H IGH level intervention and bribery which allowed school students to fraudulently pass their end of year examinations has been eradicated, according to the Minister of Education, Youth, and Sport.
In an interview with the Post on July 11 Ung Huot estimated that last year over 60 percent of the 16,000 students who sat their Year 11 examinations passed because of corruption.
He said: "This year of the over 17,000 Year 11 students only 705 passed the exams, 4.05 percent. The standard is not good, but importantly we have eliminated the corruption and now we can start establishing incentives and rebuilding the system."
Huot described how in the past there were two types of corruption: Intervention - where high level officials including politicians, generals and powerful business men would intervene with the Education Ministry to ensure students passed.
Huot estimated that of the 11,500 students who passed their Year 11 exam last year about 5000 did so because of intervention.
Huot said he wrote letters to both prime ministers and got their backing to ensure there would be no intervention from powerful people this year.
Huot said the second type of corruption was bribery where students would simply pay teachers and supervisors money to pass the exams.
Huot estimated that at least another 5000 Year 11 students passed their exams through such payments. He said the cost to pass an exam was around $200 and the corruption had become a million dollar industry.
Huot described how when students would come up to him and complain about the corrupt teachers he told them: "You should also complain about your parents. They're the ones who give you the money to make the bribes.
"The corruption was all over Cambodia, it had become a way of life, an ambition, every time there came an examination you had to pay, and pay.
"I had 80,000 public servants to administer, 150,000 students and their parents many of whom were part of the problem. Ultimately, I was powerless to stop it. To get rid of the corruption the people had to want to follow me.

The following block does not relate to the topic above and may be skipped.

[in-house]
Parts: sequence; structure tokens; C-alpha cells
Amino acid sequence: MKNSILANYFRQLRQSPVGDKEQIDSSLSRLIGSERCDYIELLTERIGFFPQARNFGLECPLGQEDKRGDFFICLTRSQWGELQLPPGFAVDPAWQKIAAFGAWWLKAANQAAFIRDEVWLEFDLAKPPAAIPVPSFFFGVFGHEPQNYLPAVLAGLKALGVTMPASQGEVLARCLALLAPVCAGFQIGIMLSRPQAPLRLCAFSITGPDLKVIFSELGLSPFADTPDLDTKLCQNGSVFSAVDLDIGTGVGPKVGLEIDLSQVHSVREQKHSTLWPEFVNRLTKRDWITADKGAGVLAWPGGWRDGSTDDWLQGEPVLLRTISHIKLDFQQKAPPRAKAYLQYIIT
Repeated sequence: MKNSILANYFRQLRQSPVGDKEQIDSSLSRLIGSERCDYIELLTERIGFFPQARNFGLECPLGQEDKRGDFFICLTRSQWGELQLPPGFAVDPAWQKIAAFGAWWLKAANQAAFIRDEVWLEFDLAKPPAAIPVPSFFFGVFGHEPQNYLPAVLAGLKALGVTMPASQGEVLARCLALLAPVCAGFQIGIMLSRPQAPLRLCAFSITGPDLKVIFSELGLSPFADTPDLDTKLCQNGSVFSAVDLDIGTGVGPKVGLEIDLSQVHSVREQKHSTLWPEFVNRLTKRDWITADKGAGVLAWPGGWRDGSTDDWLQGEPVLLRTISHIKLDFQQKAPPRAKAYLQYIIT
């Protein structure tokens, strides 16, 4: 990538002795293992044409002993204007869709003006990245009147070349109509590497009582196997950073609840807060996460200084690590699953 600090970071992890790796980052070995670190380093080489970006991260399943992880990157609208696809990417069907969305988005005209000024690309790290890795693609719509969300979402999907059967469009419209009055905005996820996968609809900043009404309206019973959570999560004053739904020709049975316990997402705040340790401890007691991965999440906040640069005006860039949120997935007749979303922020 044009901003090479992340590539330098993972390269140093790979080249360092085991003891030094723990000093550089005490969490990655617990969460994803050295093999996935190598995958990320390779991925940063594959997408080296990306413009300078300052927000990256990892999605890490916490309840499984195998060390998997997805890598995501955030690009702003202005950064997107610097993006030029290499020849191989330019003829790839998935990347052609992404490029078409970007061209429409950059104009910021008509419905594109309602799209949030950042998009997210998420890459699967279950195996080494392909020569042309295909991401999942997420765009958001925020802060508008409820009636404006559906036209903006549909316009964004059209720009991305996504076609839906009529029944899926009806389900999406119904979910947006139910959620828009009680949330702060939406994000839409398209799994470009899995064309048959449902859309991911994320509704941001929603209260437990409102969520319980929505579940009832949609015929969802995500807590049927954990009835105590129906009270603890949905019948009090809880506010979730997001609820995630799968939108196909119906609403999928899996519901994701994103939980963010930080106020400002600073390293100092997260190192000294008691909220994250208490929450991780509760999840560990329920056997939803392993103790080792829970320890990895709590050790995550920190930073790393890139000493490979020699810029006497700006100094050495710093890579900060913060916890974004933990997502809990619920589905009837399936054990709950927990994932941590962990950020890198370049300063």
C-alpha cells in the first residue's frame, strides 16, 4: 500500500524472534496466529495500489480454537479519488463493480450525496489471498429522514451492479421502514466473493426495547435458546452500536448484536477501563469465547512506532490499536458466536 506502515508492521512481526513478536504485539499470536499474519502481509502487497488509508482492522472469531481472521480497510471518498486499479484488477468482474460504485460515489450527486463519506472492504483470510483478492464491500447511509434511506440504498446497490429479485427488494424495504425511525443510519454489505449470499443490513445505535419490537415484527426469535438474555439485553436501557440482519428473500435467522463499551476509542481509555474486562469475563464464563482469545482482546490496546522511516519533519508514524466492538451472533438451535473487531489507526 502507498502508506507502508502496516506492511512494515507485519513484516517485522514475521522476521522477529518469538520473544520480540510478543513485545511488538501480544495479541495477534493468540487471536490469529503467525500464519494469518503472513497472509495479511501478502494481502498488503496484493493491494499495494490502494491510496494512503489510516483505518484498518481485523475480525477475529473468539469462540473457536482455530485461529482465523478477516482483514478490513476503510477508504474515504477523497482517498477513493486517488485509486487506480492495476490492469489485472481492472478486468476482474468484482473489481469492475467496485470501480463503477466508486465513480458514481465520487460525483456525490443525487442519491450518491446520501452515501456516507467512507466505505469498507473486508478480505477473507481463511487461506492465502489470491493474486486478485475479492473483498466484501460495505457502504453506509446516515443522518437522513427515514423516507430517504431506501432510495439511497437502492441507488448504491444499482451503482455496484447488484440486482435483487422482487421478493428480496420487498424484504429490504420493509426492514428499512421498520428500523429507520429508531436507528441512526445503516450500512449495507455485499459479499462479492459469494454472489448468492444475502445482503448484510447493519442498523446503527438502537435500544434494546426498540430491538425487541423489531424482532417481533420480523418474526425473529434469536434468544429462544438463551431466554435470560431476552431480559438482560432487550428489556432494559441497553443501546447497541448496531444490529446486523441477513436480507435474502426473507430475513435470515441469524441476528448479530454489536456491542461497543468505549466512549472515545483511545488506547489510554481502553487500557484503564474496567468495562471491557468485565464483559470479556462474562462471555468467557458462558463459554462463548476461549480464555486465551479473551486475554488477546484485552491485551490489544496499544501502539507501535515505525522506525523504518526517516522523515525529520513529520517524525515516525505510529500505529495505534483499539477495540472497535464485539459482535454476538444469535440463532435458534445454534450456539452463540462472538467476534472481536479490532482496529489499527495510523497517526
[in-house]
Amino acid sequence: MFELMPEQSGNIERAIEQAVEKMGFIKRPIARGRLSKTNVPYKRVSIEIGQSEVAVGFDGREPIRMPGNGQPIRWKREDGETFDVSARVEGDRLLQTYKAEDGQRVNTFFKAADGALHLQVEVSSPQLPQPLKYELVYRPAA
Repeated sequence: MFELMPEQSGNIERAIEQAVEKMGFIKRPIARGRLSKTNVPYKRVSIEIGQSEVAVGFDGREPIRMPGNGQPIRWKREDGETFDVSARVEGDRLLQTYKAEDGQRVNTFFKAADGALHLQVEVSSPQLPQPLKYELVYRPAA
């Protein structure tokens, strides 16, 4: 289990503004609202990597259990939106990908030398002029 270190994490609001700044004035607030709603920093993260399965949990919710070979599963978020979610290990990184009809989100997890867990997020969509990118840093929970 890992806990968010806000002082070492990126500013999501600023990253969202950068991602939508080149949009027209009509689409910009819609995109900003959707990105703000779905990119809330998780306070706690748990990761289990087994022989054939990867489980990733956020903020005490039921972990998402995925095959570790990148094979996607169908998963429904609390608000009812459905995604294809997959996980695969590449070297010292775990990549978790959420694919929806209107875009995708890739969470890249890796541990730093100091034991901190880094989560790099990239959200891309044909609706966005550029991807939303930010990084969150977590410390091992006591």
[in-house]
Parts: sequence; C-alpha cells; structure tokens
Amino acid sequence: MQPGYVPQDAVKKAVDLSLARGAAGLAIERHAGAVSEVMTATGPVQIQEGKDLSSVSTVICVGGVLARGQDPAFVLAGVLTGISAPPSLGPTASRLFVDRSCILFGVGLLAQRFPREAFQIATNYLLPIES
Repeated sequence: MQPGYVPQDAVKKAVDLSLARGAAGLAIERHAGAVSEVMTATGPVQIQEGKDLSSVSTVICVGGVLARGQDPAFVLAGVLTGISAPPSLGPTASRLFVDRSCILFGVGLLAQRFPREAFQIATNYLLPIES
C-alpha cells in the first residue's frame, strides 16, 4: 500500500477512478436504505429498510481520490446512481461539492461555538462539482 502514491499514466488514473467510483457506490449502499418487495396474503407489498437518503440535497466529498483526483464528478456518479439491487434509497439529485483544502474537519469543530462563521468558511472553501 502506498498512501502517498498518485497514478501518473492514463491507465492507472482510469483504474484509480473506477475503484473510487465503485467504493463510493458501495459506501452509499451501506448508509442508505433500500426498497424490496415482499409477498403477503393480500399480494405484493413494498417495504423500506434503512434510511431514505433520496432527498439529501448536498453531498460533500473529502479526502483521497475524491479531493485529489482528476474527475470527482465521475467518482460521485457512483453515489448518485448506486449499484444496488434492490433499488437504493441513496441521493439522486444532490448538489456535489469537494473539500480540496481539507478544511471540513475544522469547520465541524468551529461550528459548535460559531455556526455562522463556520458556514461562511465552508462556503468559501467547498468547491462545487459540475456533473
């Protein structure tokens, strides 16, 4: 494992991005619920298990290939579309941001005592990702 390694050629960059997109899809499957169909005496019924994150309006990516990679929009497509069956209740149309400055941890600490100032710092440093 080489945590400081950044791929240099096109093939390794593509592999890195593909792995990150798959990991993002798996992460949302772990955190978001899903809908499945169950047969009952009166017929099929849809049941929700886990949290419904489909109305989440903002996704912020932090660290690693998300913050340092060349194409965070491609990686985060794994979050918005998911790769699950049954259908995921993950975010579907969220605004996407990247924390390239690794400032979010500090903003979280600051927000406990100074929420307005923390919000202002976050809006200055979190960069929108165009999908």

"So I made appeals to the people all over the nation to stop the corruption. I did a three month tour on TV and radio with [US ambassador] Charles Twining. Now everyone recognizes me.
"I told the people they had to want change in their hearts. Cambodia was getting a bad reputation all over the world because of the corruption in the education sector.
"I told the people to forget the past, I was not going to put blame on anyone. But instead look to a positive future."
Huot said he thought the appeals he made directly to the people were the most effective action he took, but he added: "I also did not trust them. So I instituted a number of measures to make it very difficult to cheat."
Huot said he instructed supervisors to remove all the special markings that were left on the papers by students. In past years these special markings would signal correctors to pass the papers because a bribe had been paid.
Huot said: "I also sent the teachers monitoring the exams to different provinces. In the past teachers were sent to a different school but it was in the same province. So it was still very easy to collude. This year I sent Phnom Penh teachers to Kompong Speu, Battambang teachers to Kandal, etc."
"In Phnom Penh after the students had completed the papers I moved the teachers again so that no teacher would correct a paper at the same center where he monitored the exams.
"In the provinces I switched the exam papers to different centers for correction."
"Some people thought the solution to the problem was emphasizing punishments for people caught cheating, but I put this last on my list.
"I told teachers if I caught them cheating I would send them to jail for 5 to 7 years. They could keep their credentials but instead teach in jail.
"Because only 4 percent passed the Year 11 exam if there was any attempted corruption it obviously did not work. The people who accepted the bribes will have to give the money back," Huot said with a laugh.
The Education Minister said: "Now we can start bringing quality back into education. Next year the teachers and parents will have more say.
"If the students don't work the teachers can say to the students 'If you don't work, I can not help you because money can no longer buy a pass, so you have to work harder."
Hout said of the over 50,000 Year 8 level students who sat the examinations this year only 13 percent passed, whereas previously 70, 80 or 90 percent would pass.
"This is good because these students will now start working hard to pass their Year 11 exam. At primary level the pass rate was not so bad, about 40 percent.
"The Cambodian people, the teachers and parents are very happy and they support me eliminating the corruption. I think now we will attract more foreign investment as well."
Huot said he hoped to attract $156 million in foreign aid over the next 10 years to rebuild the school system.
He added that at present there was a real classroom shortage and he hoped to build an extra 100 classrooms by next year.
"The old system [inherited from the former SOC regime] wasn't bad, but they emphasized quantity not quality.
"We are going to encourage private education more."